Cash is King, a term that is often used to signify the importance of cash flow in analysing a business. Of course, having cash gives one power, power to make purchases and in an investment portfolio, if you invest in dividend paying stocks; the power to take an income to make those purchases.
Central Banks around the world have maintained interest rates close to zero per cent since the financial crisis. However, the power of cash is under threat. Interest rates are undeniably entering a cycle of tightening. The rates one can achieve on bank deposits are insignificant, detract inflation and your Euro is melting faster than an ice-cream in the hot Maltese sun.
Across Europe, people have a significant percentage of their wealth held in bank deposits. According to the European Fund and Asset Management Association (EFAMA), combined savings increased from €10.3 trillion to €13.4 trillion between 2017 to 2021. Subsequently, deposits as a share of total financial wealth rose from 37% to 38%. Rich Nordic nations such as Denmark and Sweden both held less than 20% of their wealth in deposits as did the Netherlands. In contrast, Greece and Cyprus held the highest deposits at 82% and 78% respectively. Interestingly, Malta too had a disproportionately high level of deposits at 66%, which had risen by over 7% during the report period, the largest increase in Europe.
Naturally, we have been through a crisis where expenditure patterns have been impacted and the ability to spend curtailed. Nevertheless, the picture at an individual country level reveals the difference in attitude amongst nations and the sophistication of investors towards financial products. The EFAMA data suggests the countries with the lowest deposit savings have some of the highest exposures to pension funds and other investment products. While those with the highest deposits have the lowest exposures. One possible answer for this difference, could be the perception amongst those in this latter group, that state pension systems can be relied upon to provide a sufficient income in retirement. However, the reality is likely to be very different, especially as these countries experience an ageing population and higher government debt levels.
The Capital Markets Union (CMU) economic policy, was launched by the EU to create a single European capital market. One of the CMU’s objectives is to encourage Europeans to better use their money and switch their savings into investments. In-turn these investments can move across Europe to benefit consumers and businesses and underpin economic growth. The CMU policy is especially critical in today’s environment of super low interest rates and surging inflation. According to the EFAMA, despite deposits increasing from 2017 to 2021, once inflation forecasts of 6.8% for 2022 are taken into account, European households will suffer a collective loss of purchasing power of around €1.4 trillion on the €10.3 trillion in deposits, equivalent to an astounding €2,779 per household. The EFAMA goes on to illustrate that if households had taken a more diversified approach and reduced their deposits to 25% of their wealth and invested 50% of this excess cash in UCITS bond funds and the other 50% in UCITS equity funds; their purchasing power would have expanded by €1.1 trillion by the end of 2021. This takes into consideration market volatility investors experienced during this turbulent period. It’s evidently clear, over this 5-year period the opportunity cost of keeping high deposits has been stunted wealth.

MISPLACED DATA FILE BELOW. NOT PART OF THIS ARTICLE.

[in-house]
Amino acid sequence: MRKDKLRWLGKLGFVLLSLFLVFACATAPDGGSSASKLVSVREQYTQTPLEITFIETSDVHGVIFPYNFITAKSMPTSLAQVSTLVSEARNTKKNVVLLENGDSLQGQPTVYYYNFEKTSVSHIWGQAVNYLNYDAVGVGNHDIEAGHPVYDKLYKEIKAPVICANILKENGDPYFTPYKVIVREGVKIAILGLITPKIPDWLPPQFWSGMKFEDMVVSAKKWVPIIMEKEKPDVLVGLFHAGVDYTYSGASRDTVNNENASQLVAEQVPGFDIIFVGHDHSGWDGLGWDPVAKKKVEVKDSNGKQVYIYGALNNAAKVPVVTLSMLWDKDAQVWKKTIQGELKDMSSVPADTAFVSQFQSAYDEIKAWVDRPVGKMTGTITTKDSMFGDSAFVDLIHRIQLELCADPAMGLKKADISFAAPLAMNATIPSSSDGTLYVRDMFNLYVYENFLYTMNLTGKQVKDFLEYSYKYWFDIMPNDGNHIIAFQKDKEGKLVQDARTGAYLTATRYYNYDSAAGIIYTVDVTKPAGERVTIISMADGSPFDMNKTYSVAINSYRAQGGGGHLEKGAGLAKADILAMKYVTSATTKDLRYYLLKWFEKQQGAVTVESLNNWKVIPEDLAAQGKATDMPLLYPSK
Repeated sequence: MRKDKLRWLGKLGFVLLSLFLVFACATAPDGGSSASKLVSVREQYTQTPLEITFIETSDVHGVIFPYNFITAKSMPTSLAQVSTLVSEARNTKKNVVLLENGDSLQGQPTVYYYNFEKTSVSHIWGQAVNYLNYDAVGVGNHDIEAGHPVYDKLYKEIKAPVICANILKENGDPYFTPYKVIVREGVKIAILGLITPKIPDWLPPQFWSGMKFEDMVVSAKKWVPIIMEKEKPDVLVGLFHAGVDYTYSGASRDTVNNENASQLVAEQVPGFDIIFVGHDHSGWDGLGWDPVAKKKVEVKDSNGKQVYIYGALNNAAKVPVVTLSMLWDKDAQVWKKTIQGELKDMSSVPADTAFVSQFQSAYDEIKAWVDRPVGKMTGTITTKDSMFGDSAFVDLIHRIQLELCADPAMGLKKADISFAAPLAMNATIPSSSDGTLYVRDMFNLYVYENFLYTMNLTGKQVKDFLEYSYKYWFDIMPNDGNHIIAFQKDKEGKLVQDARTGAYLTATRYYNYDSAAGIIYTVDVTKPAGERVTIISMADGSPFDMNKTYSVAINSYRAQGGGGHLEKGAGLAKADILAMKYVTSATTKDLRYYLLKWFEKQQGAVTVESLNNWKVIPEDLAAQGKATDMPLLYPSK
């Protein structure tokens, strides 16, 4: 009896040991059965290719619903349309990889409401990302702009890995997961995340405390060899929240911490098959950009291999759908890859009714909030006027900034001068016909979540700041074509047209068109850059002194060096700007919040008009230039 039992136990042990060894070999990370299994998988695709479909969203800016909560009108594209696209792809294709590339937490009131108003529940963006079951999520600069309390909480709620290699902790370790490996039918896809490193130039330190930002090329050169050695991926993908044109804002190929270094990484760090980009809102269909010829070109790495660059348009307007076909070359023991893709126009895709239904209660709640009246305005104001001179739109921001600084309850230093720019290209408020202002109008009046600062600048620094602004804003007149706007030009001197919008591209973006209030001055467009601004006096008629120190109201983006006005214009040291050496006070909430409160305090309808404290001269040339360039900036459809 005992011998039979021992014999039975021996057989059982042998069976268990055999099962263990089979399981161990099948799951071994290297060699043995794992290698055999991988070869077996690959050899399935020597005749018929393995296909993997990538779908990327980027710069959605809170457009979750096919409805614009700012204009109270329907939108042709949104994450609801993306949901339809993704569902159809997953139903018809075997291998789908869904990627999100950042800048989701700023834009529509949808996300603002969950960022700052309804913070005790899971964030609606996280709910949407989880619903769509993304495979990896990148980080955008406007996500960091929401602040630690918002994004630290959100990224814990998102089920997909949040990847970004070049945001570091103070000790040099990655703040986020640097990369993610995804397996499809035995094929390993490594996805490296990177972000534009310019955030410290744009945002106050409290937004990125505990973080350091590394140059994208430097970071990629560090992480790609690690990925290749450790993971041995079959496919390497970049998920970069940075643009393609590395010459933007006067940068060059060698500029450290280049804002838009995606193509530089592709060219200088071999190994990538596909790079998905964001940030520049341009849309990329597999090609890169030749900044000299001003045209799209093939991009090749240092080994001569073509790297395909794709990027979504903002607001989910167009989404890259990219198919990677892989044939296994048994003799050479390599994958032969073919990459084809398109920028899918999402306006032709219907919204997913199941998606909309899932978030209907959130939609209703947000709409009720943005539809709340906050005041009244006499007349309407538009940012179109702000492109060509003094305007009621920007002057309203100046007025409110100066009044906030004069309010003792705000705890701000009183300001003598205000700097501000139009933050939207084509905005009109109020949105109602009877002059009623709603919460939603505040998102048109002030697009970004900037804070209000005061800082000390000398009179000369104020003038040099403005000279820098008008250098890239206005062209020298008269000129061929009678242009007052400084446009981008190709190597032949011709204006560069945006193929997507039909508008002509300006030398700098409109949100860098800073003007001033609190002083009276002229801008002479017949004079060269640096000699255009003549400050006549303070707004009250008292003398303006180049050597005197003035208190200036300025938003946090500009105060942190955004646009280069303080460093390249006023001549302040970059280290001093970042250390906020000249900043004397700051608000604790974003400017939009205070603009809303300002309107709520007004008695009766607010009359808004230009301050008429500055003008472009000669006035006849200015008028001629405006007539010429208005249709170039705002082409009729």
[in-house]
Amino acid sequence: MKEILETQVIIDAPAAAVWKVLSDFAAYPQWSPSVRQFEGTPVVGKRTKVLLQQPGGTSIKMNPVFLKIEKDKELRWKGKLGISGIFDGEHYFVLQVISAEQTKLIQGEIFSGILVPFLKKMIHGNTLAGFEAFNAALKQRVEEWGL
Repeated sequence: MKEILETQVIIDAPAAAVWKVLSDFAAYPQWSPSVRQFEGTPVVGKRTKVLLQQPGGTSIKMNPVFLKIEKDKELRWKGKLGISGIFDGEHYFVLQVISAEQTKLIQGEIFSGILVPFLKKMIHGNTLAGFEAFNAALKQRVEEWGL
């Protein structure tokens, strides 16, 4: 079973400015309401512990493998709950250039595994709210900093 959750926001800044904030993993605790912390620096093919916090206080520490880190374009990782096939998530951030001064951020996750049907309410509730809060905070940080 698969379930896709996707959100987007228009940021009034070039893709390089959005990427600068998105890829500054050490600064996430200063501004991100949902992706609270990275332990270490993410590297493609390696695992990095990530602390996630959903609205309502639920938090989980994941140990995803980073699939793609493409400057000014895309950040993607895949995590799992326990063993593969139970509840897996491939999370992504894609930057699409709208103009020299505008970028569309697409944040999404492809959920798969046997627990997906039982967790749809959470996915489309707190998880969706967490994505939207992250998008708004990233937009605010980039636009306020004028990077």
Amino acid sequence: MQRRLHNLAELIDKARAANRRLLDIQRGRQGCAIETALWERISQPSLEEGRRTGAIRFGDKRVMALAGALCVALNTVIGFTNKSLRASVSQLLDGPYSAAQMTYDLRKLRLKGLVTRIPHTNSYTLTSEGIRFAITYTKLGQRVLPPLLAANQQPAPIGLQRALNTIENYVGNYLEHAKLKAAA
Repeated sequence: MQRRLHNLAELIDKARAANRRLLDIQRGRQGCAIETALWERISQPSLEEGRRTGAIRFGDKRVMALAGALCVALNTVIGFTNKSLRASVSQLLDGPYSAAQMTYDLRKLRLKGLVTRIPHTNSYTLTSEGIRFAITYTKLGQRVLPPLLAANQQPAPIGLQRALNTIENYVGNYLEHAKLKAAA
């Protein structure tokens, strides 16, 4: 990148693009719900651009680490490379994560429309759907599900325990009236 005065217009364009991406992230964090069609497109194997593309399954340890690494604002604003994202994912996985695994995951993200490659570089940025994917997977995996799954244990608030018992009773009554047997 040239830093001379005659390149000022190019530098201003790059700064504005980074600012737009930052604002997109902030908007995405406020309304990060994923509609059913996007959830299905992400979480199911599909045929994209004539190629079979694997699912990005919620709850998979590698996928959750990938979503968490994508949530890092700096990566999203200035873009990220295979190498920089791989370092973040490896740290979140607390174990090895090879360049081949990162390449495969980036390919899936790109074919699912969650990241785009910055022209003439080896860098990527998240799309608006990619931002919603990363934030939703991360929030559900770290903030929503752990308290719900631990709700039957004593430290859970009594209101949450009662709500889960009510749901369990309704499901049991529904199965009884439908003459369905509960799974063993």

It is paramount investors take a long-term approach with their equity investments. The longer the investment horizon the greater the likelihood of achieving a positive return on your investments. And when markets turn bearish, it’s absolutely crucial to hold your nerve and ride out the underperformance till prices rebound. No one is able to predict with any degree of accuracy how share prices will perform. The more sensible approach is to diversify your wealth across different asset classes.
The fatal mistake of far too many households is to judge their income and wealth in nominal and not real terms, neglecting to adjust for inflation, more commonly known as ‘Money Illusion’. Banks can play a large role in improving householders’ financial education. With a view to making better informed financial choices and getting their money working harder. This combined with government support and incentives to encourage investments into pensions and tax-sheltered schemes would inspire individuals to take greater ownership of their financial futures. This way we can prevent people from burying their head in the sand and disproportionately increasing bank deposits.
This article was written by Dipak Chouhan and published on the Sunday Times of Malta. Dipak is the Head of Business Generation at Bank of Valletta.